The dog tapeworm requires an intermediate host, in this case a flea, fish or domestic animal. There are a variety of types but the most common type by far found in dogs is Dipylidium caninum which uses the flea and louse as an intermediate hostSegments are cast off by an infected animal. The segment breaks open in the environment releasing hundreds of eggs. If a flea or a louse eats these eggs they become carriers of the immature form of the parasite. Should a dog consume one of these infected fleas or lice, the immature form will take up residence in their gut and become an adult.

Symptoms of Tapeworms in Dogs

As with roundworm infestation, a tapeworm infestation is highly unlikely to kill a healthy dog. Symptoms will be noticed before that happens. These are

  • very small grains of white rice in the poo
  • bottom scooting or licking their behinds a lot as the segments around the anus are irritating
  • vomiting, which may contain lengths of the worm
  • weight loss
  • abdominal discomfort
  • general nervousness

How to Treat Tapeworms in Dogs

As they are intestinal worms which absorb nutrients through its body wall, tapeworms, like roundworms, respond well to natural worming options. The nuclear options may be used too. These actually dissolve the worm so you won’t see a big worm in their poo, in case you’re waiting for it. We rarely recommend going chemically nuclear so if you do, please research carefully which drugs are safe in Google and discuss your concerns with your vet.

How to Prevent Tapeworms in Dogs

As this horrible creature requires the flea and louse as an intermediate host, controlling these will control most infections. In this respect, you should dust your dog regularly with a safe, natural flea control such as D.E. Flea, which is a tried and tested, entirely safe and very effective natural flea and louse killer in dogs. Also, pick up after your dog. This is number one.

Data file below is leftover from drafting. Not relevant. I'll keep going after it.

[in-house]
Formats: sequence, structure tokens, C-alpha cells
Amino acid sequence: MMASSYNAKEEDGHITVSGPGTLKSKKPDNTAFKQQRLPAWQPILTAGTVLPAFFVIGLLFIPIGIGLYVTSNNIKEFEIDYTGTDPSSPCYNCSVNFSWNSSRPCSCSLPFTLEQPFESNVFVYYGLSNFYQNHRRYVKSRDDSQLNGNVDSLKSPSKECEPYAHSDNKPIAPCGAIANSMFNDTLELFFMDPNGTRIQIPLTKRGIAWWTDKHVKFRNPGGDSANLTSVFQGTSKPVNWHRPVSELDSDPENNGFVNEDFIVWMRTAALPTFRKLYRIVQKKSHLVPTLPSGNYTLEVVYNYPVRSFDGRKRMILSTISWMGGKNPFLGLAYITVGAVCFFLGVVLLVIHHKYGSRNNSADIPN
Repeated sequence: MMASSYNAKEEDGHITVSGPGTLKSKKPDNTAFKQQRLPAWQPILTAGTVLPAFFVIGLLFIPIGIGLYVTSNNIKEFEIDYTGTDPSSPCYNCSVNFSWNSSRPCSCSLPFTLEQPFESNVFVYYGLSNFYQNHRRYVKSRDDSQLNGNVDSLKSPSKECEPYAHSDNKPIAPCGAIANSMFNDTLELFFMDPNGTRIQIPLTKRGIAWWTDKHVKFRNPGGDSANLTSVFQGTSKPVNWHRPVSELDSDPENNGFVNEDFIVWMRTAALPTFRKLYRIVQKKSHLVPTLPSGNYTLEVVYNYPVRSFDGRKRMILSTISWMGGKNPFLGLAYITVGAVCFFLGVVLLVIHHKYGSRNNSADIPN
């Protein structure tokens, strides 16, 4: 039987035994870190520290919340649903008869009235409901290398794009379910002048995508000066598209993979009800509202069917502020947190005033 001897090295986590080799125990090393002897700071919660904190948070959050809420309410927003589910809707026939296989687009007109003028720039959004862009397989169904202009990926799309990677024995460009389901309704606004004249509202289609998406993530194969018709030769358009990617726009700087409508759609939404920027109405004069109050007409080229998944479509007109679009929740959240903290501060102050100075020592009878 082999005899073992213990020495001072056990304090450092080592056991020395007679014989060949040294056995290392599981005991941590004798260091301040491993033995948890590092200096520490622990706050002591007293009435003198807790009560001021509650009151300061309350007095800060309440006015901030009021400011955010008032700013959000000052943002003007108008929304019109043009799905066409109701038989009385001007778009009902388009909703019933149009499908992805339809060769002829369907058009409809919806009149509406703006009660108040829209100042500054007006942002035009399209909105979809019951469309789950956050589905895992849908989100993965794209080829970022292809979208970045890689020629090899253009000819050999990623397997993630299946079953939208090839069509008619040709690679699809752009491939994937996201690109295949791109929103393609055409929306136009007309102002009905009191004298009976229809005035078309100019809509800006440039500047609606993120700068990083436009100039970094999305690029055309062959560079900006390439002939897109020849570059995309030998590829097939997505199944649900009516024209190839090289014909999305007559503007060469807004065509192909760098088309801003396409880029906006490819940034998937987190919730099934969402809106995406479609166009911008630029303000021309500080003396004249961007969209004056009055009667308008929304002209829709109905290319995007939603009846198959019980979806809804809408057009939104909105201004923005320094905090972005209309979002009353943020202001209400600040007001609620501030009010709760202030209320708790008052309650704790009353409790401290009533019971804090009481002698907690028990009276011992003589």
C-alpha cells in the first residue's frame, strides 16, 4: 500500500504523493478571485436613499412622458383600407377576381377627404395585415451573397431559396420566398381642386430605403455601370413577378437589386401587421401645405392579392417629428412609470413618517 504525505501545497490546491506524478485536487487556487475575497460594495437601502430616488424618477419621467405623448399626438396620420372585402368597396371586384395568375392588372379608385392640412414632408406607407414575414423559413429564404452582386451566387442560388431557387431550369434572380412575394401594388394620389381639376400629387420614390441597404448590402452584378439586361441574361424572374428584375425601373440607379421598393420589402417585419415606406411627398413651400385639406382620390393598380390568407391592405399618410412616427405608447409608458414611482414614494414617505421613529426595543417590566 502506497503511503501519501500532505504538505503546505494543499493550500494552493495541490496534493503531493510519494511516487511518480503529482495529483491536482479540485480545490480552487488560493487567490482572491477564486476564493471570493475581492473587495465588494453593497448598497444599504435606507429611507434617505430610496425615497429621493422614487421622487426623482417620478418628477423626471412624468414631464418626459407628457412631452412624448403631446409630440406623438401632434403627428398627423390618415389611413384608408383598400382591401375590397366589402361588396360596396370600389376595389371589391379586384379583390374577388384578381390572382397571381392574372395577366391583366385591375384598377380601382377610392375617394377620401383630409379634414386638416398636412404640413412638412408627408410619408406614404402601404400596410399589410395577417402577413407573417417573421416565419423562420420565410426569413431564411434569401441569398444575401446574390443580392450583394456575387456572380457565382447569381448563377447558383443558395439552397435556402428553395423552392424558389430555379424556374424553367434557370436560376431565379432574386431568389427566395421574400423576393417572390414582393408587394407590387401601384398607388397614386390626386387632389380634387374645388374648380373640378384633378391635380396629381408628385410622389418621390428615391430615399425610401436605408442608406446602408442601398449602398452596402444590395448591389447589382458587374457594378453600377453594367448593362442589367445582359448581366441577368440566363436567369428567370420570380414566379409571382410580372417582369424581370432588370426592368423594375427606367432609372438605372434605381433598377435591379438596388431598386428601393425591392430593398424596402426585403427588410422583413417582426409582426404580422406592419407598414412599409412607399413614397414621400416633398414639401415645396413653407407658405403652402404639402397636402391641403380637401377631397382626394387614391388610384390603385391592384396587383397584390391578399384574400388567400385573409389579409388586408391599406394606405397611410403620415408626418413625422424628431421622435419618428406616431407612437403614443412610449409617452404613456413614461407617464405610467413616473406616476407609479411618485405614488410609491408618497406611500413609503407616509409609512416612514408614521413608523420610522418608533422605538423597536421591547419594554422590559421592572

Can Tapeworms Infect Humans?

Yes, and it’s usually children. Again, they must eat the infected louse or flea. Transmission from a dog is highly unlikely. Control fleas and lice as above and pick up after your dog.

Lungworm in Dogs

Worms in Dogs Dogs FirstLungworms are very small and you are unlikely to ever see them, only their symptoms. Like tapeworms, lungworms require an intermediate host, in this case, slugs, snails and sometimes frogs. Your dog must ingest the slug or snail or simply lick / eat / drink from anywhere their slime trail may have left the parasites.

Lungworm is sometimes called heartworm as, confusedly, it can reside in the heart. What’s more, it is sometimes called French Heartworm. However, true heartworm uses the mosquito as it’s intermediary host. Thus heartworm is a warmer climate bug and not seen in Ireland or the UK.

While still the worm you are least likely to see, a quick survey of Irish and UK vet clinics would indicate that lungworm infections in Irish / UK dogs can happen, but they are extremely rare. VermX, makers of probably the best, at least the most potent, natural worm treatment, indicate that the incidence is blown out of proportion by vested interests.